Speaking of available original and subsequent data on the building, if it all hasn’t been digitized, this should be done immediately.
People from all over the world for decades have been photographing the cultural treasures in the building. There should be a massive social media call to everyone in the world to post photos of Notre Dame’s interior. AI software can catalog and create 3D models of everything. Reconstructed copies of any pieces lost or damaged in the fire can be made. Color is critical. This will also be important for the carpets, tapestries, cushions, and kneeling pads, and all the wooden fixtures, pews, seats, columns, and picture frames.
The images will reveal hinges, door knobs, lamps, and other semi-soft metal artifacts that may have melted or been damaged.
The game developer Ubisoft has made 3D models of the church for its game, Assassins Creed. That data should be used. An architect will have to compare the Ubisoft models and images against recent photos to see what era Ubisoft chose to model.
And then there are the secret places, the catacombs, tombs, and dungeons. Are they to be restored too?
So, Madame Mayor, those are my initial thoughts. I hope Notre Dame can be restored in a timely manner as was the World Trade Center in NY City was, and will not be a forever project like the Temple Expiatori de la Sagrada Família in Barcelona.
It's important to note that the responsibility of restoring the Notre Dame doesn’t solely fall on the shoulders of the mayor. But this is a once-in-a-century moment any politician wants instinctively to seize – particularly French President Emmanuel Macron and Mayor Hidalgo – to build a legacy. The adored cathedral sits at Kilometer Zero of Paris. The mayor is a critical stakeholder in the restoration of Notre Dame, which draws about 13 million visitors every year.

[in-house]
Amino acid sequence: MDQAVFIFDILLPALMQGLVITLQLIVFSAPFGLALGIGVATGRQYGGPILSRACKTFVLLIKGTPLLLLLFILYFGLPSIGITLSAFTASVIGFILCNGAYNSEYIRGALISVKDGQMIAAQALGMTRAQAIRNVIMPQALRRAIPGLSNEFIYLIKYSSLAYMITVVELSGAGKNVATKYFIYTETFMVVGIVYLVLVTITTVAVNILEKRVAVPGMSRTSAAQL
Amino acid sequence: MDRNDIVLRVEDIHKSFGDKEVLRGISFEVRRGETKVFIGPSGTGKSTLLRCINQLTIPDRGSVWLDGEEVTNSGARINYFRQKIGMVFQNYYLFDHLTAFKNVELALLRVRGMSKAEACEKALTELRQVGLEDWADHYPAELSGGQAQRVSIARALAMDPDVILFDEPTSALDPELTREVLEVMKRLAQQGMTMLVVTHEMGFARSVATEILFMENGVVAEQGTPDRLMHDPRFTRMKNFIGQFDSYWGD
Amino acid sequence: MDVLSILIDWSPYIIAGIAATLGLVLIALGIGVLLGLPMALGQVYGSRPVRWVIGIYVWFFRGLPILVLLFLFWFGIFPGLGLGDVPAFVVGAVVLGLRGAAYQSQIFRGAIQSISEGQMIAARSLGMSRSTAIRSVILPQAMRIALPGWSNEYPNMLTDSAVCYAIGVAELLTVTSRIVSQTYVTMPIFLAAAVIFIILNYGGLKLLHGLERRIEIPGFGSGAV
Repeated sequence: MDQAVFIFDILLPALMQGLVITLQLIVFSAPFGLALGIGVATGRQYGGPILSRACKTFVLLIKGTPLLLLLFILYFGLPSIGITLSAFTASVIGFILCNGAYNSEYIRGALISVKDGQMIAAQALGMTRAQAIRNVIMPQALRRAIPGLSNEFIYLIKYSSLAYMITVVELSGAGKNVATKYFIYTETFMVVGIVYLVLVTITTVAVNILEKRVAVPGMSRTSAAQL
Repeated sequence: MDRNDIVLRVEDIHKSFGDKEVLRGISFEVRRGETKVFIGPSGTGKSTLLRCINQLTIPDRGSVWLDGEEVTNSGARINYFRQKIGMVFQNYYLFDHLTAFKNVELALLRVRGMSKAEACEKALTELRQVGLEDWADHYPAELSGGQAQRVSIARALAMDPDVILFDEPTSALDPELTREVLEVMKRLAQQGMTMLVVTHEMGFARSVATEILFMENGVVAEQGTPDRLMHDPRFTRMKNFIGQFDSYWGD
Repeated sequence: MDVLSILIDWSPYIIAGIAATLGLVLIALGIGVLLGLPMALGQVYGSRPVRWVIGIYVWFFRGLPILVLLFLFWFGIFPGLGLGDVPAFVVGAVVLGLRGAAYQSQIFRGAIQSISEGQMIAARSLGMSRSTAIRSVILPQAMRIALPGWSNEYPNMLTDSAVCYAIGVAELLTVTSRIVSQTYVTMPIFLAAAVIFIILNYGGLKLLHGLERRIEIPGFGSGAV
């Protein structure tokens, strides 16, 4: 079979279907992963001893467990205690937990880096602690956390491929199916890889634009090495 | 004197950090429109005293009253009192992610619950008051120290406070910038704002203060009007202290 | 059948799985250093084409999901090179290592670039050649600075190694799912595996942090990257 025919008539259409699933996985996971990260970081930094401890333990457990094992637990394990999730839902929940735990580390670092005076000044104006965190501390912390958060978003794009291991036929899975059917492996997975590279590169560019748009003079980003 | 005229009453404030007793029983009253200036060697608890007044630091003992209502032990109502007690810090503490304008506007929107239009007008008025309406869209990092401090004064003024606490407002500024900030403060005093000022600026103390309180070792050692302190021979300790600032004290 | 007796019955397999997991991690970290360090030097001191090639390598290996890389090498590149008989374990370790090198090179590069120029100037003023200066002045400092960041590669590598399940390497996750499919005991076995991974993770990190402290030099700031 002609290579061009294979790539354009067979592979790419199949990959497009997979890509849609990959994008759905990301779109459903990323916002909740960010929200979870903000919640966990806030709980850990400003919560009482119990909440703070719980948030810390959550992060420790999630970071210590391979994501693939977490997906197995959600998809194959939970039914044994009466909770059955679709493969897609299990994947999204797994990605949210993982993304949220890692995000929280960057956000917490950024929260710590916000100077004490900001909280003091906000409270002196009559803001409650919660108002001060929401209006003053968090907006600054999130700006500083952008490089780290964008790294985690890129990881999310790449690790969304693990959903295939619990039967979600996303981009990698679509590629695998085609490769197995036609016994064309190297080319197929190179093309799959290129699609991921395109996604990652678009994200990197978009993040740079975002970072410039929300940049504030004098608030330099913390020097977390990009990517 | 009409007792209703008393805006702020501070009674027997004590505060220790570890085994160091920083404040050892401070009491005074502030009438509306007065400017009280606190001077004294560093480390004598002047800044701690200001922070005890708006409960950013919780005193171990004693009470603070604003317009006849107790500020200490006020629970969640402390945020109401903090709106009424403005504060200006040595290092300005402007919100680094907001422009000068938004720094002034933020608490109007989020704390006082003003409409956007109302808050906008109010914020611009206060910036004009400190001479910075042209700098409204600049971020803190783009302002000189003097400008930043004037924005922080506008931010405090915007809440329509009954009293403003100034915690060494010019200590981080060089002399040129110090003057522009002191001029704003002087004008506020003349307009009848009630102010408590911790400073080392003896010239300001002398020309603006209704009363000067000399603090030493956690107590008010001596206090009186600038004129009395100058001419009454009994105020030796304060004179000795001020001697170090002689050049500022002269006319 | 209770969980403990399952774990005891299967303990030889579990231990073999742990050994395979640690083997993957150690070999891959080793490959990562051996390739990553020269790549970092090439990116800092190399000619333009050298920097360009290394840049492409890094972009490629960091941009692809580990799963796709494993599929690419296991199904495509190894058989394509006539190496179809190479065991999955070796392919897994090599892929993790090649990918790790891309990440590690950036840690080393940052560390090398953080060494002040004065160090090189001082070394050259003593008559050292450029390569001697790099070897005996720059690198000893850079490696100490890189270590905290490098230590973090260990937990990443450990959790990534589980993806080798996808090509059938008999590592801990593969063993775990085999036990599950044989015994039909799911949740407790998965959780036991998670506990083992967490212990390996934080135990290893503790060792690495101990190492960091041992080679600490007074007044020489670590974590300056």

While we’ve all wondered how much digitization has been done to Notre Dame, it is now broadly reported that Andrew Tallon, a Belgium-born Vassar College art professor, used advanced laser scanners several years ago to capture billions of data points. Tallon, who died of brain cancer six months ago at the age of 49, was reportedly the first person to digitally scan the entire 850-year-old cathedral.
Just to give you an idea, you can see Tallon’s process of scanning (although this one is about the construction of the National Cathedral in Washington, D.C.) at the National Geographic’s video clip here.
We asked Jon Peddie about Tallon’s scan after he filed his letter to the Mayor of Paris. Here’s what he wrote to us:“I am thrilled that Andrew Tallon did a scan. That means anyone with digital skills can have a model and build or modify from it. And, isn’t it interesting that his models revealed that Notre Dame was crumbling to an extent that its administrators had not fully appreciated, and that urgent restoration work was needed to maintain its structural integrity.”